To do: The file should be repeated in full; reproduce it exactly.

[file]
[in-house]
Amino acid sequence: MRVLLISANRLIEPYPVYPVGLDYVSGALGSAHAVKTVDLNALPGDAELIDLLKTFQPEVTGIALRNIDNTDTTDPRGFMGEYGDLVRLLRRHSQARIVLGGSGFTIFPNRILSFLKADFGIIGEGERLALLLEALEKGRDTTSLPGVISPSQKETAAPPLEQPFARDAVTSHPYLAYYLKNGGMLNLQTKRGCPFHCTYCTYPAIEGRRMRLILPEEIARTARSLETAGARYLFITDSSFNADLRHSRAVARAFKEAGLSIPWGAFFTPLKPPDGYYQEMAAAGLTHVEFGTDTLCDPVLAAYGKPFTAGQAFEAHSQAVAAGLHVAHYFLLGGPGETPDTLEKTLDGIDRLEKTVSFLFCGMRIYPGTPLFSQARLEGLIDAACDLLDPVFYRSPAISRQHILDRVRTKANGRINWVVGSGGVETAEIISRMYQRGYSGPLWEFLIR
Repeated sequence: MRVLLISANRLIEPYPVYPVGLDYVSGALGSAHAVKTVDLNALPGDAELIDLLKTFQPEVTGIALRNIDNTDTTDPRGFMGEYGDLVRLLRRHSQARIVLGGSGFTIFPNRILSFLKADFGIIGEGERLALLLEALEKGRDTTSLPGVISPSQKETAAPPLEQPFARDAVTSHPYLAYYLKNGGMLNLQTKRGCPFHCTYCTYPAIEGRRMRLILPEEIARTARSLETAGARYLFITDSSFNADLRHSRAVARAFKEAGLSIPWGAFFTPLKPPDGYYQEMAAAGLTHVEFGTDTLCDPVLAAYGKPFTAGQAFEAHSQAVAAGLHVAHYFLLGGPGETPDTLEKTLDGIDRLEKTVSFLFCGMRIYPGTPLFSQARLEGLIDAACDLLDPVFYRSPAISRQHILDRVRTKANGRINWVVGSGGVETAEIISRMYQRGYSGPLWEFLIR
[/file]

[in-house]
Amino acid sequence: MRVLLISANRLIEPYPVYPVGLDYVSGALGSAHAVKTVDLNALPGDAELIDLLKTFQPEVTGIALRNIDNTDTTDPRGFMGEYGDLVRLLRRHSQARIVLGGSGFTIFPNRILSFLKADFGIIGEGERLALLLEALEKGRDTTSLPGVISPSQKETAAPPLEQPFARDAVTSHPYLAYYLKNGGMLNLQTKRGCPFHCTYCTYPAIEGRRMRLILPEEIARTARSLETAGARYLFITDSSFNADLRHSRAVARAFKEAGLSIPWGAFFTPLKPPDGYYQEMAAAGLTHVEFGTDTLCDPVLAAYGKPFTAGQAFEAHSQAVAAGLHVAHYFLLGGPGETPDTLEKTLDGIDRLEKTVSFLFCGMRIYPGTPLFSQARLEGLIDAACDLLDPVFYRSPAISRQHILDRVRTKANGRINWVVGSGGVETAEIISRMYQRGYSGPLWEFLIR
Repeated sequence: MRVLLISANRLIEPYPVYPVGLDYVSGALGSAHAVKTVDLNALPGDAELIDLLKTFQPEVTGIALRNIDNTDTTDPRGFMGEYGDLVRLLRRHSQARIVLGGSGFTIFPNRILSFLKADFGIIGEGERLALLLEALEKGRDTTSLPGVISPSQKETAAPPLEQPFARDAVTSHPYLAYYLKNGGMLNLQTKRGCPFHCTYCTYPAIEGRRMRLILPEEIARTARSLETAGARYLFITDSSFNADLRHSRAVARAFKEAGLSIPWGAFFTPLKPPDGYYQEMAAAGLTHVEFGTDTLCDPVLAAYGKPFTAGQAFEAHSQAVAAGLHVAHYFLLGGPGETPDTLEKTLDGIDRLEKTVSFLFCGMRIYPGTPLFSQARLEGLIDAACDLLDPVFYRSPAISRQHILDRVRTKANGRINWVVGSGGVETAEIISRMYQRGYSGPLWEFLIR